court dances, this piece is the sole remnant with steps recorded in detail and
it is still frequently performed today.
The story goes like this: one morning Emperor Gaozong of the
Tang Dynasty heard the beautiful twitter of a nightingale. The king ordered the
court musician Bai Ming-da to record the lovely tune in musical notation. To
this music, a dance piece was attached later. It was later transmitted to Japan.
However, in Korea, Ch'unaengjon
has its own story, form, and music. One balmy spring day, Crown Prince Hyomyong,
listening to the flute-like twitter of a nightingale sitting on a willow tree,
instructed a court muscian to record its song. Then he wrote the following poem:
A wind from the Wolhabo Levee ripples my silk sleeves.
I see the face of my beloved in a flower.
The Dance of the Spring Nightingale is perhaps the loveliest of all.
Later, a court musician, Kim
Ch'ang-ha, created a dance to
accompany the song. Of the numerous court pieces choreographed in the Choson
era, Ch'unaengjon and Musanhyang are
both pas seul (solo dance), which are rare today. Ch'unaengjon
integrates the full range of beautiful movements seen in most court dances. The
bewitching pose of the dancer, her quiet movements and enigmatic smile which all
take place in front of a spring blossom, is testament to the Korean ideal of
dance captured in the adage "overdone is worse than undone."
Ch'unaengjon conveys a
traditional feminine image expressing the delicate mood and slow movements of a
professional woman entertainer. Musanhyang is performed in the nimble.
The Ch'unaengjon dancer wears a large coronet
and yellow court suit, dancing gracefully on a mat woven with a floral pattern.
The accompanying music is called Yongsan hoesang
(a chamber suite for the Buddhist Dance honoring the sacred mountain Yongsan).
Another court dance is called Ch'toyongmu.
Ch'toyongmu is the sole mask dance inherited
through court tradition. This free and masculine dance was used to expel the
evil spirits and performed at the end of the year. It was initially performed as
a pas seul. The dancer wore a black robe, a court official's headgear,
and a red mask (red was believed to ward off evil spirits). Later, it became a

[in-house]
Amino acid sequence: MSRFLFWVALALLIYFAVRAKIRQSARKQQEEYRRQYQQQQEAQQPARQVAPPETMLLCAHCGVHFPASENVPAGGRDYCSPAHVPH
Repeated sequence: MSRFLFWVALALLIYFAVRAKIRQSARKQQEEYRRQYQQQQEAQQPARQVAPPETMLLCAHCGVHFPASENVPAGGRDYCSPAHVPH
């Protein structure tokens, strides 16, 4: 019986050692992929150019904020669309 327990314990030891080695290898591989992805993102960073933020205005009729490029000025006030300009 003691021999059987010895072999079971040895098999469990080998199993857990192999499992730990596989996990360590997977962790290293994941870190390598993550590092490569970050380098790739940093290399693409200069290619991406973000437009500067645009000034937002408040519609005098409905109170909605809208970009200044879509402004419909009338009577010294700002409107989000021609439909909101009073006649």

dance for five persons, with the dancers dressed in five colors, white, blue,
red, green, and yellow, reflecting the concept of the five cardinal elements of
The earlier masks in Ch' Coyongmu
were all gigantic, as if to be more effective at driving away evil spirits. The
use of space in this dance was much more complicated than that in other dances.
Chinju Kommu, which
originated from the court repertory, has been handed down from Chinju. This
production is considered highly artistic, as it preserves both the archetypal
form of the court sword dance and the special techniques developed on the
The difference between the sword dance of the courts and that
which evolved in Chinju tradition is summed up as follows: the former is
performed by four dancers, the latter by eight; the former is accompanied by t'aryong
changdan, or the rhythmic cycle of folk ballads; the latter by yombul
changdan, or the rhythmic cycle of Buddhist invocations which builds up to a
very fast pace.
The special movements which make the Chinju Sword Dance
distinctive are sugun sawi, ipch'um sawi,
pingsak sawi, pangsok tori, and yonp'ungdae.
The dancers start with bare hands and take up their swords later. They wear
extended white sleeves at first, then take them off and perform varied motions
with their bare hands. The overall pattern of the dance resembles a military